Sorry I wasn't around to yammer about today's events, or to publish the comments some of you were kind enough to leave. But I took this occasion to make my way to DC, where the National Gallery is hosting an amazing -- AMAZING -- Pre-Raphaelite exhibit.
In truth, amazing
is too small a word. I thought I knew these images well. I've read books about the PRB and seen a number of documentaries. But take it from me, folks: If you haven't seen these images "in the paint," you haven't seen them. More than most great paintings, these pieces simply do not exist in reproduction.
I am so
off the Italian stuff for now. Even the divine Ginevra looked pokey after these Brits showed what they could do.
The star of the show, beyond all doubt, is William Holman Hunt. Although his draftsmanship could sometimes be a tad "off" -- one of these Sundays, I may devote a very impudent post to pointing out the flaws in The Awakening Conscience
-- he may be the best painter
in the history of the medium. Hunt's The Shadow of Death
-- a huge, life-sized work -- contains an infinitude of detail and deftly-painted passages and technical challenges handled with miraculous ease. Seeing that work in reproduction is like watching Lawrence of Arabia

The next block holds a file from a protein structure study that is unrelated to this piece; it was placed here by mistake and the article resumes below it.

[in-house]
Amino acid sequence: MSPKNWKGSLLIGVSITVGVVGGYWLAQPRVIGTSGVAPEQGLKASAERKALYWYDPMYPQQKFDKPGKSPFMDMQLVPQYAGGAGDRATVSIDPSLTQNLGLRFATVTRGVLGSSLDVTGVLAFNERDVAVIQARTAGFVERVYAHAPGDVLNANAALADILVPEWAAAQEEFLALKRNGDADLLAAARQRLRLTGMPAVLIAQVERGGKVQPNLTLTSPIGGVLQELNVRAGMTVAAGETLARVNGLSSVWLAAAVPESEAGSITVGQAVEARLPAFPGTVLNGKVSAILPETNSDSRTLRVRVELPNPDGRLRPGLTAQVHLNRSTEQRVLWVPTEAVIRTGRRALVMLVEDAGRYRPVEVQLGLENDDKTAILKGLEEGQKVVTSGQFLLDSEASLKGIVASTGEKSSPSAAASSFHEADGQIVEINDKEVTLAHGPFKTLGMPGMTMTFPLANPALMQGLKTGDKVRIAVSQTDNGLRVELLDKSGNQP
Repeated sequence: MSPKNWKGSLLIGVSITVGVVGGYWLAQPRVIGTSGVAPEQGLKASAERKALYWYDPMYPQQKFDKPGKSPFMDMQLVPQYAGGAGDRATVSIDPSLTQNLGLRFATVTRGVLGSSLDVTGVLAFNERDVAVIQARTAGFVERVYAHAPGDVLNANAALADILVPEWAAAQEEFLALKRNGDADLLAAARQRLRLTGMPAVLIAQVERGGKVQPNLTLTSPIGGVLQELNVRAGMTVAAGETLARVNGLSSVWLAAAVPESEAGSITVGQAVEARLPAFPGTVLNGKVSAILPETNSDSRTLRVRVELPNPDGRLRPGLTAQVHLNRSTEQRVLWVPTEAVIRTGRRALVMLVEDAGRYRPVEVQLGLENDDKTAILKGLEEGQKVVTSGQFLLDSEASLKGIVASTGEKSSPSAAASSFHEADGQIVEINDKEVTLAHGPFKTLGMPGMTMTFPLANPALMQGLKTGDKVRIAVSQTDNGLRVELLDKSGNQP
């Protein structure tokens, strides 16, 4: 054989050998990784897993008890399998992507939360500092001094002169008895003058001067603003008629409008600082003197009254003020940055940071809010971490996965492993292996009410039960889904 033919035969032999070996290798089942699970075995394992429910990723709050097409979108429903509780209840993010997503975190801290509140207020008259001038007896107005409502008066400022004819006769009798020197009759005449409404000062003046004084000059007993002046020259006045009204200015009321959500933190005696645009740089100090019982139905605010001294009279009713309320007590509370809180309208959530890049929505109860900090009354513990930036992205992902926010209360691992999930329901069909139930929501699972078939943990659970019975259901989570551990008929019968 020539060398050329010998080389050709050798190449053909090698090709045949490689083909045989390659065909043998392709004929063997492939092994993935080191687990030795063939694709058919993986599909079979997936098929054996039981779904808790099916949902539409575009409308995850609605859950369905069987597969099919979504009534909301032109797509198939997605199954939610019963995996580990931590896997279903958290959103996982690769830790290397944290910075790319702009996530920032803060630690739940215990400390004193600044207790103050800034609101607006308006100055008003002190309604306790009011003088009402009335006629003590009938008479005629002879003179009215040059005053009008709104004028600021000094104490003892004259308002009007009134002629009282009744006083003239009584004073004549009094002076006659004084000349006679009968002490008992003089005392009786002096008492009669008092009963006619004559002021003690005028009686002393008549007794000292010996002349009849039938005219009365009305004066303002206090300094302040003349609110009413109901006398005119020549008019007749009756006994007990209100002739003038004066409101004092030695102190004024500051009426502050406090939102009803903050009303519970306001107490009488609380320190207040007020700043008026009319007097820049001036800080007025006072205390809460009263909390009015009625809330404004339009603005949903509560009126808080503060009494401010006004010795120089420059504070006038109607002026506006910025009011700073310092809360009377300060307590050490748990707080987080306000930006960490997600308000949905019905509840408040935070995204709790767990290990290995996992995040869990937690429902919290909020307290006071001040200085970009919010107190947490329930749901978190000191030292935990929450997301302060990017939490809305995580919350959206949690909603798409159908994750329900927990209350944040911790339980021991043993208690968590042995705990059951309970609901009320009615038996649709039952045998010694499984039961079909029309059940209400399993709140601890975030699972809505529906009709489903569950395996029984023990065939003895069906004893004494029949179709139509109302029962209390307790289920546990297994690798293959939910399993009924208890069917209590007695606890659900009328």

on an iPhone. If you have any interest in art, this painting alone justifies the cost of travel to DC.
Before I saw this show, I might have told you that my favorite PRB-ers
were Rosetti and Burne-Jones. But they're a bit disappointing in the
is the grand exception -- I think it's Rosetti's best work, and one of the all time finest PRB productions. Believe it or not, Andrew Lloyd Webber owns this picture; he keeps it above his piano. For a while, I was furious at Webber: How dare
he possess a masterwork that rightfully belongs to me
? However, since he was kind enough to loan out Prosepine
for this show, I have decided to forgive him.
This one exhibit justifies my otherwise ill-considered move to the east coast. As a reminder of Baltimore's inherent despicableness, I nearly got into a scrape with an insane bruiser on the bus home. He tried to pick a fight, until he learned about the buck knife in my pocket. (Those one-handed openings take practice.) That
seemed to make an impression.
So. Anything going on in the news?
By the way:
If you want an example of what's wrong with art criticism today, go here
. Yet another talent-free pretentious mofo reduces painting to subject matter -- to literature. If you want to learn about real
art, my advice is to toss out everything said by anyone who has never actually held a brush and made a picture. And then toss out everything written by people who can talk only about subject matter. SUBJECT MATTER DOESN'T MATTER. ART IS NOT WHAT